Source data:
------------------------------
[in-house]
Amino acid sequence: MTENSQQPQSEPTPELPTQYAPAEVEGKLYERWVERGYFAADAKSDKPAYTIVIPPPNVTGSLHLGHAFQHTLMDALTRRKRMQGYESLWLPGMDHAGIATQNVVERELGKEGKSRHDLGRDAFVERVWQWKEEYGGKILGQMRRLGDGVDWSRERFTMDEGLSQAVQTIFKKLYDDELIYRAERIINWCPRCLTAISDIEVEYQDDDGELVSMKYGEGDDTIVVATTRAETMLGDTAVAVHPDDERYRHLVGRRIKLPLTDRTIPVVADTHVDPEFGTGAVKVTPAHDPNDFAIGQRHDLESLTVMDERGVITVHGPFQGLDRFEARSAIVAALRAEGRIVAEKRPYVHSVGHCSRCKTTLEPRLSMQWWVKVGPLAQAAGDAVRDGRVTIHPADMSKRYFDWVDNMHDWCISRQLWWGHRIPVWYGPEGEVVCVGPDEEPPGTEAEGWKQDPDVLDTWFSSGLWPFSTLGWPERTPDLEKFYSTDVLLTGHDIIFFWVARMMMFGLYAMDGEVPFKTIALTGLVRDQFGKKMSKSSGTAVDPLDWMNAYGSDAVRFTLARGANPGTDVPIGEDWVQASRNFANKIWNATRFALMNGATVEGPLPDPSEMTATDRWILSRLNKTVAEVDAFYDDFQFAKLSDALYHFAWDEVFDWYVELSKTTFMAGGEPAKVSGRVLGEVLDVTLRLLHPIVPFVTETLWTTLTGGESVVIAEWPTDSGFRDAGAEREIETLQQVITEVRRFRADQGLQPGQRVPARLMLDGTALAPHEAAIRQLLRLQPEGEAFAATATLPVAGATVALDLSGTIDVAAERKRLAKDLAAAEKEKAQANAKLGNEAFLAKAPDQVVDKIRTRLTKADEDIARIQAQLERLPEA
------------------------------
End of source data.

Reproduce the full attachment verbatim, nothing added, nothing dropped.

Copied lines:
[in-house]
Amino acid sequence: MTENSQQPQSEPTPELPTQYAPAEVEGKLYERWVERGYFAADAKSDKPAYTIVIPPPNVTGSLHLGHAFQHTLMDALTRRKRMQGYESLWLPGMDHAGIATQNVVERELGKEGKSRHDLGRDAFVERVWQWKEEYGGKILGQMRRLGDGVDWSRERFTMDEGLSQAVQTIFKKLYDDELIYRAERIINWCPRCLTAISDIEVEYQDDDGELVSMKYGEGDDTIVVATTRAETMLGDTAVAVHPDDERYRHLVGRRIKLPLTDRTIPVVADTHVDPEFGTGAVKVTPAHDPNDFAIGQRHDLESLTVMDERGVITVHGPFQGLDRFEARSAIVAALRAEGRIVAEKRPYVHSVGHCSRCKTTLEPRLSMQWWVKVGPLAQAAGDAVRDGRVTIHPADMSKRYFDWVDNMHDWCISRQLWWGHRIPVWYGPEGEVVCVGPDEEPPGTEAEGWKQDPDVLDTWFSSGLWPFSTLGWPERTPDLEKFYSTDVLLTGHDIIFFWVARMMMFGLYAMDGEVPFKTIALTGLVRDQFGKKMSKSSGTAVDPLDWMNAYGSDAVRFTLARGANPGTDVPIGEDWVQASRNFANKIWNATRFALMNGATVEGPLPDPSEMTATDRWILSRLNKTVAEVDAFYDDFQFAKLSDALYHFAWDEVFDWYVELSKTTFMAGGEPAKVSGRVLGEVLDVTLRLLHPIVPFVTETLWTTLTGGESVVIAEWPTDSGFRDAGAEREIETLQQVITEVRRFRADQGLQPGQRVPARLMLDGTALAPHEAAIRQLLRLQPEGEAFAATATLPVAGATVALDLSGTIDVAAERKRLAKDLAAAEKEKAQANAKLGNEAFLAKAPDQVVDKIRTRLTKADEDIARIQAQLERLPEA